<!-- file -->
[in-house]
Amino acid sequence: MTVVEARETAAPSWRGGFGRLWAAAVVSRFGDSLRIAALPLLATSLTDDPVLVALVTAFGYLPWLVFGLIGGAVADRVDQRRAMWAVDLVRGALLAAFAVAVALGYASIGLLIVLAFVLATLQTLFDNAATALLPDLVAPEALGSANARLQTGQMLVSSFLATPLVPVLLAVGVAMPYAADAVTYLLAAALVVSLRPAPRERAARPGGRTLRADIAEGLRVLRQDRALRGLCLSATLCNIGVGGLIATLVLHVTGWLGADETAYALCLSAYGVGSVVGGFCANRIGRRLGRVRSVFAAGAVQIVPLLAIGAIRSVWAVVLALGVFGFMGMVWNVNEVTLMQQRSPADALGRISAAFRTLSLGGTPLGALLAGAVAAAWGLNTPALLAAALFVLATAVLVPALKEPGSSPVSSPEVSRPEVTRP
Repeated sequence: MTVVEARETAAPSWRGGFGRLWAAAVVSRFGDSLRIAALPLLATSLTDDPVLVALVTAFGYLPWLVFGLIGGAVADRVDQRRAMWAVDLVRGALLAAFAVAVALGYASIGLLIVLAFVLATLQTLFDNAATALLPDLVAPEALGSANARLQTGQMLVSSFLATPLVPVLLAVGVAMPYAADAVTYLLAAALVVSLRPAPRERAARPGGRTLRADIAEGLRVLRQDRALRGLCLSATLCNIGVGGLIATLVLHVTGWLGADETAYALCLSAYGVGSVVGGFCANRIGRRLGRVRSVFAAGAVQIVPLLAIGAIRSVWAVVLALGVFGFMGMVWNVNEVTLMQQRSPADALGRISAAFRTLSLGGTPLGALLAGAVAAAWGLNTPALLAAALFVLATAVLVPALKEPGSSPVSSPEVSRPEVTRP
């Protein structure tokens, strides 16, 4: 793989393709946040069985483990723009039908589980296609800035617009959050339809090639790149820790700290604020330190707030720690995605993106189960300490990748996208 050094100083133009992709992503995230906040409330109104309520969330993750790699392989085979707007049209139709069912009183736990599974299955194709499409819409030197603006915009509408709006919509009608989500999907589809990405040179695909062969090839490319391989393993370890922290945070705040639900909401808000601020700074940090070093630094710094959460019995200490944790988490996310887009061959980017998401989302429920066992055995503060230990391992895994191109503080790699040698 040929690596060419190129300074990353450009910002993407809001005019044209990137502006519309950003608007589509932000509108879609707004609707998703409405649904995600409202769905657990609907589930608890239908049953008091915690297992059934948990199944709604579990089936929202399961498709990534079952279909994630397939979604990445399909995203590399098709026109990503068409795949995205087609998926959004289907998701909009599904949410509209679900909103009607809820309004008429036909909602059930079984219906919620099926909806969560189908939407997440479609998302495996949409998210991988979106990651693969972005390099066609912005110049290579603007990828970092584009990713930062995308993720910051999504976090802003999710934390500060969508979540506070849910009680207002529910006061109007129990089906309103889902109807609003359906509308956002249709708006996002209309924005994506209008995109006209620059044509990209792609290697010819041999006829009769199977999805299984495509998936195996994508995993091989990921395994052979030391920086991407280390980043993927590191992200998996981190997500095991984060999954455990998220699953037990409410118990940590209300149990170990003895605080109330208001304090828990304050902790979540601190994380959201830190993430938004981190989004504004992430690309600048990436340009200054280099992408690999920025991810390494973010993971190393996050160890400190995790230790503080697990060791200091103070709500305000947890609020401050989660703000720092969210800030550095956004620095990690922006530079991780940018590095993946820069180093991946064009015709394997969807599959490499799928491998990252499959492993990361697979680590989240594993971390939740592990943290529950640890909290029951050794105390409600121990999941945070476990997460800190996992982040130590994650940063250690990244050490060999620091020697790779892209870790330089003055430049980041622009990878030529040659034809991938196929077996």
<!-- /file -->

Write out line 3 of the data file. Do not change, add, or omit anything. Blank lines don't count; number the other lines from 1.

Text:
Repeated sequence: MTVVEARETAAPSWRGGFGRLWAAAVVSRFGDSLRIAALPLLATSLTDDPVLVALVTAFGYLPWLVFGLIGGAVADRVDQRRAMWAVDLVRGALLAAFAVAVALGYASIGLLIVLAFVLATLQTLFDNAATALLPDLVAPEALGSANARLQTGQMLVSSFLATPLVPVLLAVGVAMPYAADAVTYLLAAALVVSLRPAPRERAARPGGRTLRADIAEGLRVLRQDRALRGLCLSATLCNIGVGGLIATLVLHVTGWLGADETAYALCLSAYGVGSVVGGFCANRIGRRLGRVRSVFAAGAVQIVPLLAIGAIRSVWAVVLALGVFGFMGMVWNVNEVTLMQQRSPADALGRISAAFRTLSLGGTPLGALLAGAVAAAWGLNTPALLAAALFVLATAVLVPALKEPGSSPVSSPEVSRPEVTRP